SAN FRANCISCO — He could have been sitting at his own funeral. J. Tony Serra -- the ponytailed, pot-smoking criminal defense attorney famous for fighting the government and celebrated in the 1989 film "True Believer" -- listened as a gallery of some of the Bay Area's most respected lawyers honored him.
He was praised as a humanist who practiced law out of love and saved the government "millions of dollars" with back-to-back pro bono cases, funded from his threadbare pocket. He was a "warrior" with a "touch of sainthood," "a national treasure" and a "hero."
The testimonials supplemented more than 100 pages of character letters submitted on Serra's behalf.
But ultimately it mattered little. U.S. Magistrate Judge Joseph Spero on July 29 sentenced Serra to 10 months in federal prison for willfully failing to pay taxes. It was Serra's third tax conviction in nearly three decades.
The showdown with the government in U.S.A. vs. Serra has offered a distilled look at an influential legal character who many agree is the last of a breed.
The 70-year-old Serra has represented -- with mixed results -- Black Panther leader Huey Newton, the Hells Angels, Symbionese Liberation Army soldier turned soccer mom Sara Jane Olson and hundreds of murderers and drug dealers driven to the fringes, he says, by sociopolitical forces.
He has won honors as one of the nation's best trial attorneys, earned the respect of adversaries and riled some judges with his hippie ways and overburdened schedule.
His tax offense, Serra said in an interview, is a point neither of pride nor shame, just the complex product of a man who, like everyone, is "compromised, flawed ... a bag of self-contradictions and reciprocating cancellations."
He is taking his sentence in stride. After all, he said, singing out, "I can do 10 months standing on my head.... The blacks love me, the whites love me, the Hispanics love me, the Asians love me. I talk law 24 hours a day. And I find the people in custody are far more interesting than the bourgeois people who populate society.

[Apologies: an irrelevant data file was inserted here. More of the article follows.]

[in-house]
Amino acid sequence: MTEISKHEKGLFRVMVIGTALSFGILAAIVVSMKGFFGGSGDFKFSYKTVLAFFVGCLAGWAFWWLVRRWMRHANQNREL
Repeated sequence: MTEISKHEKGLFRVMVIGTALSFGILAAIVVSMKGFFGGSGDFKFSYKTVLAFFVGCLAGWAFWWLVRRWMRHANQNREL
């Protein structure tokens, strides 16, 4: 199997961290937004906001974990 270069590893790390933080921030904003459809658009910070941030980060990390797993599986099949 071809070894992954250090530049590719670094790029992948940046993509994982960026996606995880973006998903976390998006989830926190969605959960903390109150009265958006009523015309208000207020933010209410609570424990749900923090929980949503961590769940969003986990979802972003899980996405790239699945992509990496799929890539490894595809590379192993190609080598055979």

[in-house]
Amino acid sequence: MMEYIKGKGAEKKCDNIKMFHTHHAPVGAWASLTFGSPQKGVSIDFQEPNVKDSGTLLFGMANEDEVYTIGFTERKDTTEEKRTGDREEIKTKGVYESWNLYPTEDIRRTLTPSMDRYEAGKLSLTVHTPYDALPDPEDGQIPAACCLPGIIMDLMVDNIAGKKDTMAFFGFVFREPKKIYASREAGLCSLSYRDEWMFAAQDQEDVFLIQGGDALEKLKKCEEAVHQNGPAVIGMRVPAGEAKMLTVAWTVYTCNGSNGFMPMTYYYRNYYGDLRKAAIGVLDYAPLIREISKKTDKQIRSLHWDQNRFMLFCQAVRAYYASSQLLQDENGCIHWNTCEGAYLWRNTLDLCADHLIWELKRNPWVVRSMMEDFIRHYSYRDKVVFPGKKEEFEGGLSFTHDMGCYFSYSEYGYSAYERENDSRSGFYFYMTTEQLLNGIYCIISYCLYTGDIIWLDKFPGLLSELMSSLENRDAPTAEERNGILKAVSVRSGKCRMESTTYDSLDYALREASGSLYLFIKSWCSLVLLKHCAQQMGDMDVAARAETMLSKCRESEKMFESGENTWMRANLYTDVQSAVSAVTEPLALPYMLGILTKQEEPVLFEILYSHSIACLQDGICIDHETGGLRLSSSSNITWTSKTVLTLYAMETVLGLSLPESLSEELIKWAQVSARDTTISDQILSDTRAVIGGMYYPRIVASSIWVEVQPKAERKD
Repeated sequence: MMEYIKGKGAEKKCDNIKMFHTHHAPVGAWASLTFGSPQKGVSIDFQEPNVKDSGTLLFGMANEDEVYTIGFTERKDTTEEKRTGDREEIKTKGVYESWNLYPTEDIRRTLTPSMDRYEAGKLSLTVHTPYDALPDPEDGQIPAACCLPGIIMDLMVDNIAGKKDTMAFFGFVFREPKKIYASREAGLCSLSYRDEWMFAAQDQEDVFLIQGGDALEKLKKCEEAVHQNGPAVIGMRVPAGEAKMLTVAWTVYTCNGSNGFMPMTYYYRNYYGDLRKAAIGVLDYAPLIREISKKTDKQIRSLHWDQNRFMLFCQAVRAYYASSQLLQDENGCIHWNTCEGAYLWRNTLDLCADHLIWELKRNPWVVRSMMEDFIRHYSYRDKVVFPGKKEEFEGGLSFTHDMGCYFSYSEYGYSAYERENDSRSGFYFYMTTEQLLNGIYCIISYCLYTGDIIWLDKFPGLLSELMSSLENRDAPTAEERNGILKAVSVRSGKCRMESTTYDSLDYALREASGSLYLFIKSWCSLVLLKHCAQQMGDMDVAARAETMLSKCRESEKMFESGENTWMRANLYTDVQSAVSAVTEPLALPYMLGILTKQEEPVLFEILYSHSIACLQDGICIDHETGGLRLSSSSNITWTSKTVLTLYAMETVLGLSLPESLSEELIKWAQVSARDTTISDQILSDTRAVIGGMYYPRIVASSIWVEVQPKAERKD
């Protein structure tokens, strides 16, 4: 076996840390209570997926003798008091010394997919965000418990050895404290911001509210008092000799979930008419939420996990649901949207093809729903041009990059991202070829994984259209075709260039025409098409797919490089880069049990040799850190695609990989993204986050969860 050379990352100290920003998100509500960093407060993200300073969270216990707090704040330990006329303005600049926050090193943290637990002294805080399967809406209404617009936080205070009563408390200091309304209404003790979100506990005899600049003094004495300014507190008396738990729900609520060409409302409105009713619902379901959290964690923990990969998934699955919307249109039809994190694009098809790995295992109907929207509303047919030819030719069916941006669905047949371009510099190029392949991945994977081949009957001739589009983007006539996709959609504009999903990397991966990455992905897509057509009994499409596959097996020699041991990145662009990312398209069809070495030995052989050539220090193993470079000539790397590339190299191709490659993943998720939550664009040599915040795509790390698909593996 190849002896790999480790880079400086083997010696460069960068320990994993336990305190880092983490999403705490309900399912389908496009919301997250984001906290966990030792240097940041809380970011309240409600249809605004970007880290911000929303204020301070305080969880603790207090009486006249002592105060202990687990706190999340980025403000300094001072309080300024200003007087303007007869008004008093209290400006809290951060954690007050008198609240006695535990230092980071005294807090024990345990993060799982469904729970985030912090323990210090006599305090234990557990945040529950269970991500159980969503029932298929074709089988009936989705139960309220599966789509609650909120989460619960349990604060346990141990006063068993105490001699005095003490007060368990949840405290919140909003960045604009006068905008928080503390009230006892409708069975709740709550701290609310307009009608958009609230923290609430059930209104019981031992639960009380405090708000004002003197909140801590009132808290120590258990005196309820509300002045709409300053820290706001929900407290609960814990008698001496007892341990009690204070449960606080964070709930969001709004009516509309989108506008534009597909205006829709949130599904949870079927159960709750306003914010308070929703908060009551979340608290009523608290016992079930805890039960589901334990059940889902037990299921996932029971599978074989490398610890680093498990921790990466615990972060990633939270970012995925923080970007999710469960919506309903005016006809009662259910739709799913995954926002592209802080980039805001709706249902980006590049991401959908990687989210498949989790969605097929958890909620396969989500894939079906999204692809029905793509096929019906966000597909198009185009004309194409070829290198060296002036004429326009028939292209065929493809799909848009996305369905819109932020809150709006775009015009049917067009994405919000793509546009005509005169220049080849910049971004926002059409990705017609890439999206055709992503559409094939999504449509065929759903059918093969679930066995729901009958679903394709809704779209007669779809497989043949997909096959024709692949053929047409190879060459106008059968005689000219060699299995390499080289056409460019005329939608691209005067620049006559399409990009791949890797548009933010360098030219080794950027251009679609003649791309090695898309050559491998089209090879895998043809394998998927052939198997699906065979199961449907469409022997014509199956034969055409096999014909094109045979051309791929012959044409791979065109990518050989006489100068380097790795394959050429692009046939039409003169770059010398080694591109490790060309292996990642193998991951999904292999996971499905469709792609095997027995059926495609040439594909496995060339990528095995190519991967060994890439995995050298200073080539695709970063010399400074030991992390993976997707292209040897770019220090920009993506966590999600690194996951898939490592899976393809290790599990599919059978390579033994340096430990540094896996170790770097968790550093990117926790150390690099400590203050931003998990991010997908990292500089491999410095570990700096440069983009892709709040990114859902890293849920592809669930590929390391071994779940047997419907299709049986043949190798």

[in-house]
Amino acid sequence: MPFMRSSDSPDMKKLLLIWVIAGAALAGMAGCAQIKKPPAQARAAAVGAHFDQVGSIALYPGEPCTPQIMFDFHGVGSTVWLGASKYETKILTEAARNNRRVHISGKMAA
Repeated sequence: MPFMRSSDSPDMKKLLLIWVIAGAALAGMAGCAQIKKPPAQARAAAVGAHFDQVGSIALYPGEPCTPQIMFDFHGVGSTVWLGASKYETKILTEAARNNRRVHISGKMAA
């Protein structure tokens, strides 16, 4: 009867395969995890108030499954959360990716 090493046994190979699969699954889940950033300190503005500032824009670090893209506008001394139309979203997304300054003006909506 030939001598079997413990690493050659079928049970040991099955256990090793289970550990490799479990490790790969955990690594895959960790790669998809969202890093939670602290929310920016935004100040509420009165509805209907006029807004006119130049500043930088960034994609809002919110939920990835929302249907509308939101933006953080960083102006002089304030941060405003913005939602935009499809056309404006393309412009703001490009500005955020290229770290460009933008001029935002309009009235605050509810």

"I would rather get down with inmates," Serra rang out in the oratory style -- part poetry, pure conviction -- that helped make his mark in court. "They're interesting, they're dramatic, they've overstepped the bounds of society. Some of it is high principle; some of it is low principle. But these people are extraordinary. They're not ordinary. These are my people!"
If prison officials follow the court's recommendation, Serra will surrender in late January at Lompoc's Federal Correctional Institute, which he dismisses with typically pointed good humor as a "pleasure camp."
Serra knows. After failing to file tax returns in protest of the Vietnam War, he served four months there in 1976, meditating on a mantra that one of his brothers, famed sculptor Richard Serra, whispered in his ear during a prison visit. He also "read 26 novels, wrote lots of writs and practiced a lot of law."
In the years since, protest devolved into a mix of defiance and negligence. The eccentric praised for his intellect and passion never got around to paying.
A guilty plea for not filing returns prompted a second sentence -- in 1986 -- of one year in prison, suspended in favor of five years' probation. Serra has since filed returns but not paid.
The U.S. Justice Department's tax division handled the matter after the U.S. attorney's office in San Francisco -- where Serra's 6-foot, 2-inch frame and white mane are a common sight in federal and state courtrooms -- recused itself.
Though Serra owes nearly half a million dollars, he pleaded guilty in April to two misdemeanor counts of willfully failing to pay for 1998 and 1999. His plea agreement also calls for restitution of $100,000, which is his unpaid debt from 1997 through 2001. Serra has pledged to now pay his taxes -- along with restitution -- with help from friends.
In pressing for the harshest sentence -- a minimum 12 months in prison and a year of supervised release -- prosecutors pointed to Serra's "chronic and willful disregard for the tax laws," noting that he "has been candid about his desire to stick a figurative finger in the eye of the Internal Revenue Service."
Serra was savvy enough about money, they noted, to try to channel $74,500 from the "True Believer" film starring James Woods into a trust for his five children. The attempt was foiled when the IRS got to the money first.
Officials tried more recently to seize fees from a $4-million civil award to Earth First! activists who claimed persecution by police and federal agents. But Serra refused payment, instead allowing colleagues to accept what would have been his share, co-counsel Dennis Cunningham said.
A federal probation officer recommended five months' incarceration and five months of home detention.